Shocking and controversial when it was first published in 1939, Steinbeck’s Pulitzer prize-winning epic remains his undisputed masterpiece. It tells of the Joad family who travel West in search of the promised land, and find only broken dreams.
An epic human drama by John Steinbeck, one of the greatest American writers of the twentieth century, The Grapes of Wrath depicts the devastating effects of the Great Depression, and won both the American National Book Award and the Pulitzer Prize.
‘To the red country and part of the gray country
of Oklahoma, the last rains came gently,
and they did not cut the scarred earth.’
Drought and economic depression are driving thousands from Oklahoma. As their land becomes just another strip in the dust bowl, the Joads, a family of sharecroppers, decide they have no choice but to follow. They head west, towards California, where they hope to find work and a future for their family. But while the journey to this promised land will take its inevitable toll, there remains uncertainty about what awaits their arrival . . .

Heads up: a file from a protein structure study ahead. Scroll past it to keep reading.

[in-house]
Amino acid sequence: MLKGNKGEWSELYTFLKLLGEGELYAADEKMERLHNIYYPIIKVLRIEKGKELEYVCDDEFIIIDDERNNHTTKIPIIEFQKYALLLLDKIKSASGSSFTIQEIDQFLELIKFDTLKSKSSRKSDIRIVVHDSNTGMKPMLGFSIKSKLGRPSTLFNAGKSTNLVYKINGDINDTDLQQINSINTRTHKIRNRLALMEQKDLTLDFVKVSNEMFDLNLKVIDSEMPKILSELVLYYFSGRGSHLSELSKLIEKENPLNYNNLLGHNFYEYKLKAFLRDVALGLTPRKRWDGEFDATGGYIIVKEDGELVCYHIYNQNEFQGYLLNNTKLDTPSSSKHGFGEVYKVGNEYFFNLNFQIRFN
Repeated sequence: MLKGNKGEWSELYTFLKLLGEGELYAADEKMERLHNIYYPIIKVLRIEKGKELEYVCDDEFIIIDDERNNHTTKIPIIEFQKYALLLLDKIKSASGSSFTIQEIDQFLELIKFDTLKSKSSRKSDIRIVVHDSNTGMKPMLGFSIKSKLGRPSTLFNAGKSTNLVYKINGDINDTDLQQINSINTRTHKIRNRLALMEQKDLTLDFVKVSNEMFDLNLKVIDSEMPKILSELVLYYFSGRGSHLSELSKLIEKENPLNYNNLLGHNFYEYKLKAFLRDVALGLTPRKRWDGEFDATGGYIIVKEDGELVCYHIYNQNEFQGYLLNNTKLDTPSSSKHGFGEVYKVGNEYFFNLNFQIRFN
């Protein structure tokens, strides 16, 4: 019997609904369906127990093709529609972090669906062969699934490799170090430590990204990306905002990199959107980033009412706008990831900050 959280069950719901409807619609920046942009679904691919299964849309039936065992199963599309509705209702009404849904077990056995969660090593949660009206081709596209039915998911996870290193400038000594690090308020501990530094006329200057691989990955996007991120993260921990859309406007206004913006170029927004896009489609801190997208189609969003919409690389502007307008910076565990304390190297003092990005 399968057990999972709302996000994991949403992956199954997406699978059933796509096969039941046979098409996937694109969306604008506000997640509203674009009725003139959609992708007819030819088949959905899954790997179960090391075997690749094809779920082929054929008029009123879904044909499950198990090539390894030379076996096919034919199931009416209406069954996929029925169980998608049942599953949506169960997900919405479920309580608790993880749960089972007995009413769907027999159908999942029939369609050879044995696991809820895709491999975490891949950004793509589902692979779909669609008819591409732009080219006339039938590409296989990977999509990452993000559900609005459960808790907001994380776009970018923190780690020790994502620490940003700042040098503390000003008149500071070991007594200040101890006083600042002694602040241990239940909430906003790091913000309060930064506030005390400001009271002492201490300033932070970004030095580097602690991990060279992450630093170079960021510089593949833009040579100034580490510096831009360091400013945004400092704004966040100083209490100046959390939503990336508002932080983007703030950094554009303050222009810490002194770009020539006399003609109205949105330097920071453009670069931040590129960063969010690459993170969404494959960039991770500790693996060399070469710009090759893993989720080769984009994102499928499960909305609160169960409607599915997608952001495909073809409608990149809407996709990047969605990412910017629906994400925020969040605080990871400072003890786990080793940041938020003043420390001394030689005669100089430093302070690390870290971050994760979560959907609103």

Winner of the Pulitzer Prize, The Grapes of Wrath is an epic human drama. Of this novel, Steinbeck himself said: ‘I’ve done my damndest to rip a reader’s nerves to rags, I don’t want him satisfied.’